The unfortunate town of Waterford, Virginia, was founded in 1578 by an itinerant tinker and his dam named Walter and Lita Ford, who wandered in circles on their way to founding Chicago, got tired, and simply decided to sit down and cut their losses. Absolutely nothing of interest has ever happened there, and in celebration of this fact its simple yet uncomplicated denizens invite the world in for an annual bash they are pleased to call (quite unoriginally, entre nous) The Waterford Fair.
Politely if quietly skeptically, we neighboring Lovettsvillians feel obligated to show up, in much the same way that we dutifully attend the preschool Thanksgiving pageant of a close relative's toddler -- it's more a tiresome social obligation than an eagerly anticipated event, and we can't help thinking that Waterford would just be so miffed if one year we found a more compelling event on our social calendar.
But return we do, surreptitiously rolling our parsimonious Pennsylvania Dutch eyes at the unseemly self-importance of our Quaker neighbors to our southeast, and each year we're reminded that the human capacity for self-delusion knows no bounds.
The Mayor of Waterford, Sam Drucker, is extremely proud of his poodle, Eva Gabor. The poodle attends town meetings and is considered something of an unofficial town mascot. People who appear to be about to disabuse Sam about his poodle frequently find themselves hopping about on a suddenly very sore foot. They've very protective of their mayor Sam, are the people of Waterford.
The town's musical life is greatly enlivened by the Red Clay Stumblers, a string band that plays a highly unlikely combination of Steven Foster standards and early Kinks numbers. Here, they deliver a characteristically puzzling arrangement of "Tired of Waiting/Farewell, My Lilly Dear" in which the two classics are sort of sandwiched together and played simultaneously.
That's Eb Crandall, the town's Walt Whitman impersonator, third from the right. I'm not gonna say anying predictable about "singing the shaver electric," but until old Eb gets himself a shower and some deodorant he should just give up with those dishy Civil War reenactor boys. He's pretty rank.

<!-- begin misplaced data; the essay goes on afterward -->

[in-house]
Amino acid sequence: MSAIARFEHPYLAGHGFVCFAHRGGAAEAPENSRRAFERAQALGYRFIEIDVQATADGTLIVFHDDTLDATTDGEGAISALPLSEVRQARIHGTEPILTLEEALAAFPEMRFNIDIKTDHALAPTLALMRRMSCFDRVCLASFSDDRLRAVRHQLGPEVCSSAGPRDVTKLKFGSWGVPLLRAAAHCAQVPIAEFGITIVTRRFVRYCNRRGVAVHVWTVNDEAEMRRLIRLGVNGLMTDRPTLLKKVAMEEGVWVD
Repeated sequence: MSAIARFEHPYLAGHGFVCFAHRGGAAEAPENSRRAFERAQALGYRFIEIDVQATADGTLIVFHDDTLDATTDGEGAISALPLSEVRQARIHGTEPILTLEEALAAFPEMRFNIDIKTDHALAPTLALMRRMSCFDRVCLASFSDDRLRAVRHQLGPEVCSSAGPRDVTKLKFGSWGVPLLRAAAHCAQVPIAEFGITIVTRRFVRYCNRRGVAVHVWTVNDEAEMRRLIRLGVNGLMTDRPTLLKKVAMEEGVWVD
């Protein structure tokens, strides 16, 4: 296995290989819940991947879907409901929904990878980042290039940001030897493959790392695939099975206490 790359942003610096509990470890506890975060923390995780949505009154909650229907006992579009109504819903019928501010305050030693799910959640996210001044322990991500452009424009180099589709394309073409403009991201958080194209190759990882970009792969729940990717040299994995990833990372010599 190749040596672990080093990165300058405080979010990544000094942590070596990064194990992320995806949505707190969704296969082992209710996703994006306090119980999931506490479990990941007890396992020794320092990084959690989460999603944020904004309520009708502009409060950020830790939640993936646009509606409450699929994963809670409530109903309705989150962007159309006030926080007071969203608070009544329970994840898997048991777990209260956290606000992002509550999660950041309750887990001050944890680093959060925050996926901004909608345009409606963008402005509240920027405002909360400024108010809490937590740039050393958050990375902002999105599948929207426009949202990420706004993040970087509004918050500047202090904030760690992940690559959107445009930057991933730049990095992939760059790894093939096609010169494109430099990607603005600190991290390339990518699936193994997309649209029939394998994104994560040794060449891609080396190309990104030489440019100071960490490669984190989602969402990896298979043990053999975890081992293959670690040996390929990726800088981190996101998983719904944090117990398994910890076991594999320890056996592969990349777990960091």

I mean, this pretty much says it all about the Red Clay Stumblers. The poor, poor man. Nobody has the heart to tell him the obvious. He just sits there and saws away at it. Sad.
The town did actually host one important historic event, in 1689, when a company of Cardinal Richelieu's men accosted a naive young D'Artagnan, who had inadvertently insulted them. The town commemorates the event today with the annual Display of Embarrassing White People.
"Nom d'un nom! As chief minister, your master the Cardinal de Richelieu seeks to consolidate royal power and crush domestic factions! His tenure, marked by the Thirty Years' War that engulfed Europe, will ultimately lead to the immigration to America of the Palatinate Germans who will eventually settle in our neighboring Lovettsville to our northwest and bring their sarcastic numbers to our annual festival to mock us in satirical Internet postings! Taste cold steel, usurper!
Ah, here's Mayor Sam now, with his gal-pal, Lady DeWinter. Sam's a bit of an old-school anti-Republican. As in, he really hates the idea of Republics. Generally Waterfordians are able to dismiss this as just a charming quirk, but eyebrows were raised at last Saturday's U12 boys' soccer game (Sam's an assistant coach, which, he says, is "no reason one shouldn't dress like a gentleman"), in which he flung his lorgnette at young Chester Treadwell and denounced him for a "demnition Chartist popinjay!"
I wouldn't mind a getup like Sam's. Just for relaxing around the house, you know. Grocery shopping. Home Depot. Trips to Subway.
All in all, I think the Eighteenth Century's...
...just a little...
...overrated, don't you?
Oh, give me a home...